I saw white-tipped reef sharks, hammerhead sharks, manta rays the size of breakfast tables, graceful spotted rays and hundreds of species of tropical fish.

Hikes were challenging — largely due to the Galapagos’ unforgiving heat and humidity in March. But they also were rewarding, with each day offering a new island and a new alien landscape to explore.

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A challenging mid-day hike. IRT Photo by Rachel Hardy.

Giant land iguanas, marine iguanas and bird species for which the Galapagos are famous — the Nazca, blue-footed and red-footed booby, to name three — added to the islands’ otherworldly vibe.

The island’s creatures acted as if we didn’t exist, not bothering to move off the trail even when we stepped within inches of them.

Some guests struggled with the most punishing midday hikes. But the vast majority seemed to know what they were in for.

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And the kids on our departure (more than usual, I was told, because it was spring break for many school systems in the U.S.) really enjoyed themselves.

That was thanks in no small part to a pilot program that the National Geographic Society introduced on our trip specifically geared towards young people — and their constant need for stimulation and apparent inability to nap. Their parents, all nappers themselves, seemed thrilled.

The snorkeling and hiking schedule left me little time to sleep in my comfortable cabin. And I had just enough time to enjoy the bountiful meals served in the ship’s dining room.

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One last hike on Genovesa Island. IRT Photo

Other memorable snapshots that underscored the amazingness of the Lindblad operation:

  1. Stargazing with Jean Roche, a naturalist, on the top deck when the moon was still hidden under the horizon. (I can now use the Southern Cross for navigation, if I ever find myself lost in the Southern Hemisphere!);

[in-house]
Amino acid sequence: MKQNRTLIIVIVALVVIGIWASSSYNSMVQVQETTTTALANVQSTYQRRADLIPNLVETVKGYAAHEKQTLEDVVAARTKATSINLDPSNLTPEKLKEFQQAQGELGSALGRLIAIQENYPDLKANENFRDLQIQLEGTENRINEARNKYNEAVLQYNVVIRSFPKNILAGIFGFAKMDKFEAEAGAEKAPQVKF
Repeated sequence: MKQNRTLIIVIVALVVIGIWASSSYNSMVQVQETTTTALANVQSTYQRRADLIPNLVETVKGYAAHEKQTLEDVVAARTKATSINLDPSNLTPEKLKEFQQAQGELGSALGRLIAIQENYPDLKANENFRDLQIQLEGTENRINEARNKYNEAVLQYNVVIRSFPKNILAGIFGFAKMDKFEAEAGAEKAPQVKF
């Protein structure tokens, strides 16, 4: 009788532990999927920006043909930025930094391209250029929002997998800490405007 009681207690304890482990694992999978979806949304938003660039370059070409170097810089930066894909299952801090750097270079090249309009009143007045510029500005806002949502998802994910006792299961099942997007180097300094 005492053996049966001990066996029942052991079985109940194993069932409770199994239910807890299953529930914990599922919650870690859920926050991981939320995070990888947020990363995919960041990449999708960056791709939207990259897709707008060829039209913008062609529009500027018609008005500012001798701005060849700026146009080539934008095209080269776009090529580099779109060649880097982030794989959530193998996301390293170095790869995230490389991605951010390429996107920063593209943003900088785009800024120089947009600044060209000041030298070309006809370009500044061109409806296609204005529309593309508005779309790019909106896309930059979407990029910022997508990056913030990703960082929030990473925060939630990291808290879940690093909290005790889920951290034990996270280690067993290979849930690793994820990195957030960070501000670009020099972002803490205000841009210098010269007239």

2. Enjoying delicious, freshly-squeezed naranjilla juice that was waiting for us as we re-boarded the ship after long outings;
  3. The head waiter, Carlos, greeting every guest by name, three times a day, in the dining room, starting with our very first dinner (he also knew our dietary restrictions by heart);
  4. Crossing the equator on our last night. A slew of us crowded into the “open bridge,” the ship’s navigational heart, to which guests have 24/7 access. (And, Captain Garces, here’s a big “thank you” for always being so friendly and welcoming!)
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Marine iguanas — endemic to the Galapagos Islands — are incredible underwater swimmers, diving to depths of 9 meters. Here, they pile on each other and rest. IRT Photo by Rachel Hardy.

The only glitch — if you could call it that — occurred on our last day, just before our flight to Ecuador’s mainland. A few wayward land iguanas had wandered onto the tarmac, delaying our takeoff.

No one seemed to mind.

After all, we had only a few more hours to enjoy our newfound friends. And Lindblad had seen to it that we were well fed, watered and “WiFi-ed” in the VIP airport lounge.

Three hours later, the iguanas abruptly wandered away.

So off we flew, the Galapagos Islands rapidly shrinking as we rose, until they disappeared completely beneath the cloud cover.

I was already planning my return.

Click here for the second part of my blog about the newly-refitted Endeavour II.

To see our Lindblad Galapagos Islands cruise itinerary, please click here. For more information or to book, contact us at (502) 897-1725, (800) 478-4881; to email us, click here.